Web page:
New president’s big task is to provide basic amenities to its people, while engaging with al-Shabab militia.
Kenyan and Somali troops are preparing to move into Kismayo following the withdrawal of rebel fighters from the southern port city, Hussein Arab Isse, Somalia’s deputy prime minister, has told Al Jazeera.
Isse, who is also in charge of the country’s defence ministry, said on Sunday that troops would enter the key commercial city later in the day.
Joint forces launched a series of assaults to take the city on Friday, forcing al-Shabab rebels to withdraw from the port town – their last stronghold in Somalia.
The Kenyan and African Union troops, who surround the city, have been waiting for peace negotiations to conclude with tribal elders there.
“We truly pacified the city without any problems,” Isse said.
Residents in Kismayo said they woke to find police and government headquarters abandoned by al-Shabab, sparking a looting spree of the government and police headquarters.
“We are entering Kismayo with caution and working very closely with people inside the city, however there are special forces inside Kismayo to ensure al-Shabab fighters are not causing harm,” the Somali deputy prime minister said.
Al-Shabab’s withdrawal came about 24 hours after Kenyan forces made a beach landing and as inland troops from Somalia and Kenya moved toward the commercial city from the west.
Al-Shabab found little popular support in Kismayo because of the conservative brand of Islam it tried to impose on residents, carrying out public executions, whippings and amputations as punishments, and enforced a conservative dress code.
Rebel fighters on the ground confirmed the withdrawal on Saturday. “We got orders from our superiors to withdraw from the city… this is part of broader military tactic we have set for the enemy,” said Sheikh Mohamed Abu-Fatma, a commander for the group, told the AFP news agency by telephone.
“According to eyewitnesses, there are no armed forces in the city, just civilians. There are adminstrative buildings being looted, and the city is in a state of chaos,” reported Al Jazeera’s Abdirahman Sahal from Kismayo on Saturday.
“The town is not under anyone’s control now,” Mohamed Hassan, a resident, said. “People feel some relief now. We hope no more fighting will take place.”
“Looting and chaos is going on here. Thugs are taking advantage of the vacuum,” Maryan Hussein, another resident, said. “The abandoned houses are being ransacked and the streets are occupied by people carrying belongings.”
The Kenya Defence Force said that it was treating the announcement of the al-Shabab withdrawal with caution, and that they would be moving into the areas that were under rebel control at the time of the initial assault in the early hours of Friday.
“As soon as we consolidate, we will move to take the rest of the city,” Colonel Cyrus Oguna, a Kenyan military spokesperson, said.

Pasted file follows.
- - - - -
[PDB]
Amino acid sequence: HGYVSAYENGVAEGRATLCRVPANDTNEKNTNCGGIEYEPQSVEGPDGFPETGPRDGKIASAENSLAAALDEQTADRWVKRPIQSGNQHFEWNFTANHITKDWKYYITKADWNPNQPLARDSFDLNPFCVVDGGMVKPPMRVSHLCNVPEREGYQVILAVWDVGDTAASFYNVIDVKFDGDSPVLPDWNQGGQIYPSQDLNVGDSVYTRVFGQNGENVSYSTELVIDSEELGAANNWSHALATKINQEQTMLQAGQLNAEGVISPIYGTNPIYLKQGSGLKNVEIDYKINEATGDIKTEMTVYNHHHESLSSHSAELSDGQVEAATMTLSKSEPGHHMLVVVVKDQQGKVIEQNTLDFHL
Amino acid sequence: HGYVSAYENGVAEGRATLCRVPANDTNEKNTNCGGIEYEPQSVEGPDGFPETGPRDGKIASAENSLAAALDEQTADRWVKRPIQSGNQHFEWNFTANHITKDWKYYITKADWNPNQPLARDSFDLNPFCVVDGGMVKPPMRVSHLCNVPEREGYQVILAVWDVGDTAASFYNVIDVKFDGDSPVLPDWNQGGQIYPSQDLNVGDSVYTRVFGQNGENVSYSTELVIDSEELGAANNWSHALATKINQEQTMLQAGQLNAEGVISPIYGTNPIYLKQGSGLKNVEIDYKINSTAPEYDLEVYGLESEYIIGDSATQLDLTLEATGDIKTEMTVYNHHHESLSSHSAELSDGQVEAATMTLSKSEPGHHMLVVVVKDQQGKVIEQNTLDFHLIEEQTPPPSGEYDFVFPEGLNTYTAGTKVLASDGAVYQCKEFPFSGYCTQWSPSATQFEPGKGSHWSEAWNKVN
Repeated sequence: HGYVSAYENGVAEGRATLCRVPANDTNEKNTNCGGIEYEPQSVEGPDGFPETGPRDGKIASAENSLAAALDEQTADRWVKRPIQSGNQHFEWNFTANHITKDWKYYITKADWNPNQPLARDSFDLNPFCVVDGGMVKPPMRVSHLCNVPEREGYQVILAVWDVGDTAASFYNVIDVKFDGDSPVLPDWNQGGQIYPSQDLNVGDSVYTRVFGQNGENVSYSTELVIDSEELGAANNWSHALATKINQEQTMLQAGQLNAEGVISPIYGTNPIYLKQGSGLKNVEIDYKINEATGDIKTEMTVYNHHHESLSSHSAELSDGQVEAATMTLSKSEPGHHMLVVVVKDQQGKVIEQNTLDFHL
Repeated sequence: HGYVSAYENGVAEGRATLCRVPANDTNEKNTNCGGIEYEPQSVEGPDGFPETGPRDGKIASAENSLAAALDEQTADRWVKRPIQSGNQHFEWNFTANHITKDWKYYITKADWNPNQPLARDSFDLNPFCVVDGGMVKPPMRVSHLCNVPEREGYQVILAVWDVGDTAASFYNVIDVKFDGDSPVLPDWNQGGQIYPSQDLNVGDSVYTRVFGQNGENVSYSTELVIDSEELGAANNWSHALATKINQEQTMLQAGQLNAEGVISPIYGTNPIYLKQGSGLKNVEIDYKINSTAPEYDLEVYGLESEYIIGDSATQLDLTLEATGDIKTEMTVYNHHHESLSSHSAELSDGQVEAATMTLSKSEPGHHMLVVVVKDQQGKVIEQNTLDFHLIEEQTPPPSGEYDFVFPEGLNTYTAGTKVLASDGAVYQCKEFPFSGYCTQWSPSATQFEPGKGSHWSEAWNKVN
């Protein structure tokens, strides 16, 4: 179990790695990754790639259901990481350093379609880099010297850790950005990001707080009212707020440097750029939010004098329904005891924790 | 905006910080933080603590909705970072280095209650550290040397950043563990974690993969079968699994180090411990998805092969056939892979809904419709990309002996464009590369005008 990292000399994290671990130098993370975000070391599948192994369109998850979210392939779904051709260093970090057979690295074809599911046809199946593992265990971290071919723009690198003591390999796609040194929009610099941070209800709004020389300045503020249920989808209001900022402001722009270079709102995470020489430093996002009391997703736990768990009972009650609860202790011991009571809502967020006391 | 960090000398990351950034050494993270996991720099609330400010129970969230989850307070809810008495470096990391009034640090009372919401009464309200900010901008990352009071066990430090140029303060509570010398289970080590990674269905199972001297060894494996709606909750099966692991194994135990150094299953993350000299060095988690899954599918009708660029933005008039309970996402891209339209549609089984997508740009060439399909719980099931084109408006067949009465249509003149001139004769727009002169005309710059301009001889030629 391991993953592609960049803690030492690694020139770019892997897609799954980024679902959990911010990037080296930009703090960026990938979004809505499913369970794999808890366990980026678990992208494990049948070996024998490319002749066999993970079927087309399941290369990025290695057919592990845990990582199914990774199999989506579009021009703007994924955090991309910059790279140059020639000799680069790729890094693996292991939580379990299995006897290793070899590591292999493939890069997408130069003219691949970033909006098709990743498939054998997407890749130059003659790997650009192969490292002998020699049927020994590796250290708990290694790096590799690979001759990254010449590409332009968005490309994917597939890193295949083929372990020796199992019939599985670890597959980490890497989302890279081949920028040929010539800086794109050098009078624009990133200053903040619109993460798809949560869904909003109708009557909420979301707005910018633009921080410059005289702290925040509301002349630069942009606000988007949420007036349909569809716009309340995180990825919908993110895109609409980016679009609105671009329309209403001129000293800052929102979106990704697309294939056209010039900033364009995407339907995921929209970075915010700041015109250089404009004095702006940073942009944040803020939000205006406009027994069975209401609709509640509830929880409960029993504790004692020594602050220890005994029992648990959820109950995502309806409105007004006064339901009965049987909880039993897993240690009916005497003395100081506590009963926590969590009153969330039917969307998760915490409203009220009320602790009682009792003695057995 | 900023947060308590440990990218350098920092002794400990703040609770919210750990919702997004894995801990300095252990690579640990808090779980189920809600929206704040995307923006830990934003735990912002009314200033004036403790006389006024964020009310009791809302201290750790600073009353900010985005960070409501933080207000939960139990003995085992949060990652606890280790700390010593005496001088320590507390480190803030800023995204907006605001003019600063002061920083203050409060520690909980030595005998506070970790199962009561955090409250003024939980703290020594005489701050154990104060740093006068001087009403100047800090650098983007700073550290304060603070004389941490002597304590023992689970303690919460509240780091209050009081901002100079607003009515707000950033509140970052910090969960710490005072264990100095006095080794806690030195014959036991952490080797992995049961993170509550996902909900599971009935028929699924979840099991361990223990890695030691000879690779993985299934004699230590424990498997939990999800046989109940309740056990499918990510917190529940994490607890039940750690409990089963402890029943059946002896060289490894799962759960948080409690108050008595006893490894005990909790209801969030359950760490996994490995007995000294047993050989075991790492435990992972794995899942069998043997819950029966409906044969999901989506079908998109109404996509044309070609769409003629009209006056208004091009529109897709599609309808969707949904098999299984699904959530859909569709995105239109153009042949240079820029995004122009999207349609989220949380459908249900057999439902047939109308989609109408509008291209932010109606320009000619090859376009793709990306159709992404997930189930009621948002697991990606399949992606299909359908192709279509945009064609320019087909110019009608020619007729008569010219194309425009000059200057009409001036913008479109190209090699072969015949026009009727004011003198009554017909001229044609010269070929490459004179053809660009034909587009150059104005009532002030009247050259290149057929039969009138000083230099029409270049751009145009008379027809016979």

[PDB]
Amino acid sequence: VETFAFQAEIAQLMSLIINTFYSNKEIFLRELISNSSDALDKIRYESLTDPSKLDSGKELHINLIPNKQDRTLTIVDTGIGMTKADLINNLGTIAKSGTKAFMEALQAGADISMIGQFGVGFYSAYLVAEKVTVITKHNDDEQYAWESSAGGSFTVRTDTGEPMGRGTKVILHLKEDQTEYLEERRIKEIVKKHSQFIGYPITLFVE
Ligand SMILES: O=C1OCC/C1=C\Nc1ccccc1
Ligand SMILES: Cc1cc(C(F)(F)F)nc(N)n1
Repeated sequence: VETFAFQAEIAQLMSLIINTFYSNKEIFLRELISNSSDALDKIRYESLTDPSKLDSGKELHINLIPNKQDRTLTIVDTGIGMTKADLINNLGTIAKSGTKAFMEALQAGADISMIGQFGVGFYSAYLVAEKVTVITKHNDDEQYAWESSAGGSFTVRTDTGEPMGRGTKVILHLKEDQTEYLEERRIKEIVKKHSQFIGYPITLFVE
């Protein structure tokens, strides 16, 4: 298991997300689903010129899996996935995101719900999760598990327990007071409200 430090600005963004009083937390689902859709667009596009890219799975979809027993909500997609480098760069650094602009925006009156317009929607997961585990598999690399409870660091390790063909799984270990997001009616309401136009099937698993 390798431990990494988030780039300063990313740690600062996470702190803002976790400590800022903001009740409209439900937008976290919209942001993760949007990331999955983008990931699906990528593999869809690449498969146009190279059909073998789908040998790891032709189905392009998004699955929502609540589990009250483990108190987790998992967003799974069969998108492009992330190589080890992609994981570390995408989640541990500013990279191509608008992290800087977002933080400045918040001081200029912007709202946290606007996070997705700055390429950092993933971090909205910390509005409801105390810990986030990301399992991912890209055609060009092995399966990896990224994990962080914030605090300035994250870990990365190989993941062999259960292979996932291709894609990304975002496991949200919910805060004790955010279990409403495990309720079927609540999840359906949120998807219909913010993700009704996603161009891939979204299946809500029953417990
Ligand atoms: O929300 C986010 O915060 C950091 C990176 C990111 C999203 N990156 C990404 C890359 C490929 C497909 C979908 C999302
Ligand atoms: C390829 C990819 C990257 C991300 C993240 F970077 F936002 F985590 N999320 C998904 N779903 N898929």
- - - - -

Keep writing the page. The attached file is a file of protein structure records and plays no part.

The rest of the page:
In the past four weeks, fearing an assault by the Kenyans, an estimated 12,000 people have fled the city, whose total population is estimated at between 160,000 and 190,000.
“This is a major blow to them and we think it’s positive for the region and for Somalia,” said Musalia Mudavadi, a deputy Somali prime minister. Speaking on the sidelines of the UN General Assembly in New York, Mudavadi called the entry of Kenyan forces into the Somali port “a significant victory”.
The loss of Kismayo a day after it was attacked by Kenyan and Somali soldiers backed by air strikes will deal a major blow to the al-Qaeda-linked rebels, weakening morale and depriving them of revenue from taxing local businesses and shipping.
Al Jazeera’s Mohammed Adow described Kismayo as a very important and strategic town for the group.
Kismayo, “is the backbone of the funding of al-Shabab”; it is also the location from which the group bring in their arms and supplies, he said.
Losing city, said Adow, would be “a huge setback for” the group and would leave them with the Somali capital as the only place that can provide al-Shabab with a hideout where they will also have access to “soft targets”.
Abu Omar, the al-Shabab military commander, said that the group’s fight in Kismayo and elsewhere was not about territory, but ideology:
Al Jazeera’s Peter Greste explains the strategic significance of Kismayo
“[Territorial control] is not what we are basing our battles on. It’s not based on territory lost or gained. This is an ideological warfare, we are fighting for an ideology that transcends geographical boundaries … we will continue to fight this war until we establish the laws of Allah on Earth,” he told Al Jazeera.
Along with forces from Uganda, Burundi and Djibouti, Kenyan troops have been battling the group, which is said to have links to al-Qaeda, as part of an African Union peacekeeping force mandated with wiping out the figthers from their strongholds.
Kenya sent its troops into Somalia last October after the fighters were blamed for a series of raids on Kenyan soil
targeting its security forces as well as Western tourists.
Somalia has made progress in the past year in battling the group, who have wanted to impose their interpretation of Sharia law across the country since taking control of large swathes of south-central Somalia from 2007.
In places where al-Shabab have abandoned fixed positions in the past, most notably in the capital Mogadishu, they have switched to guerrilla tactics and remained a threat.